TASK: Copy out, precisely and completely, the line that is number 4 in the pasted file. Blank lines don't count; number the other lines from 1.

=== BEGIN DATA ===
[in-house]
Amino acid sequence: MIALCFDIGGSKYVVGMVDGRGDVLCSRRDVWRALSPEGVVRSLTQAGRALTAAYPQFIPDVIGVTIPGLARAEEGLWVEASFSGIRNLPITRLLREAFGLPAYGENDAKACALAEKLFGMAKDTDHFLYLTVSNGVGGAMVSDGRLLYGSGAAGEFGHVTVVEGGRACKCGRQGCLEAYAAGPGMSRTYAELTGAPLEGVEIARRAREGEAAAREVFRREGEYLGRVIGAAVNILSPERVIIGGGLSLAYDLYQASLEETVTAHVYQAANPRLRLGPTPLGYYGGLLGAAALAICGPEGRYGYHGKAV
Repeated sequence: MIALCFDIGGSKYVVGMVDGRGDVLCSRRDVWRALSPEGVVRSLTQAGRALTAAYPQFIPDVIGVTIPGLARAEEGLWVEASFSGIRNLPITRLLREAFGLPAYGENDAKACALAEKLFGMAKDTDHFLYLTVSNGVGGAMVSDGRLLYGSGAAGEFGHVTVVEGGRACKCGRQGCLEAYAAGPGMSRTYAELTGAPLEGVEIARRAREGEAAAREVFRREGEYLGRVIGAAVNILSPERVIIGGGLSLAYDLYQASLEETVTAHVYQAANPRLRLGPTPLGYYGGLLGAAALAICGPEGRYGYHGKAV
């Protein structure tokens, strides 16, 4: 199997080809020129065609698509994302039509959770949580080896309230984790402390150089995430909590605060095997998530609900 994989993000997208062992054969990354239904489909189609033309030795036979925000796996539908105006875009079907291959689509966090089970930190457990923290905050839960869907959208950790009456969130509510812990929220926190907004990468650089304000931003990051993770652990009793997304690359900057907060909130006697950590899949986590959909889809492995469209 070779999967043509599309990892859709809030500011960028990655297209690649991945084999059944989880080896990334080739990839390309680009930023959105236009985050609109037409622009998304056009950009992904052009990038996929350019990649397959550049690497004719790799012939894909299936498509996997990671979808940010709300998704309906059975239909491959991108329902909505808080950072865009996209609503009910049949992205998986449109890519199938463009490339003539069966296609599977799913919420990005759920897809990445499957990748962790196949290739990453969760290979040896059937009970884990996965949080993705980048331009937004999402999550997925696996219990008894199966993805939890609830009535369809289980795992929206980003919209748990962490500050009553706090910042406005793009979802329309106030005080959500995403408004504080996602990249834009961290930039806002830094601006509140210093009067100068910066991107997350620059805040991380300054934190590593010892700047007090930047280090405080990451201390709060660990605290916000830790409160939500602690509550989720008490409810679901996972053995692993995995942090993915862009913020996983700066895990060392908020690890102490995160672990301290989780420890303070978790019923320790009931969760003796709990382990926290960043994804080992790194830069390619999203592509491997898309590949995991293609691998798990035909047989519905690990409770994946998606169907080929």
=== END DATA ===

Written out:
């Protein structure tokens, strides 16, 4: 199997080809020129065609698509994302039509959770949580080896309230984790402390150089995430909590605060095997998530609900 994989993000997208062992054969990354239904489909189609033309030795036979925000796996539908105006875009079907291959689509966090089970930190457990923290905050839960869907959208950790009456969130509510812990929220926190907004990468650089304000931003990051993770652990009793997304690359900057907060909130006697950590899949986590959909889809492995469209 070779999967043509599309990892859709809030500011960028990655297209690649991945084999059944989880080896990334080739990839390309680009930023959105236009985050609109037409622009998304056009950009992904052009990038996929350019990649397959550049690497004719790799012939894909299936498509996997990671979808940010709300998704309906059975239909491959991108329902909505808080950072865009996209609503009910049949992205998986449109890519199938463009490339003539069966296609599977799913919420990005759920897809990445499957990748962790196949290739990453969760290979040896059937009970884990996965949080993705980048331009937004999402999550997925696996219990008894199966993805939890609830009535369809289980795992929206980003919209748990962490500050009553706090910042406005793009979802329309106030005080959500995403408004504080996602990249834009961290930039806002830094601006509140210093009067100068910066991107997350620059805040991380300054934190590593010892700047007090930047280090405080990451201390709060660990605290916000830790409160939500602690509550989720008490409810679901996972053995692993995995942090993915862009913020996983700066895990060392908020690890102490995160672990301290989780420890303070978790019923320790009931969760003796709990382990926290960043994804080992790194830069390619999203592509491997898309590949995991293609691998798990035909047989519905690990409770994946998606169907080929």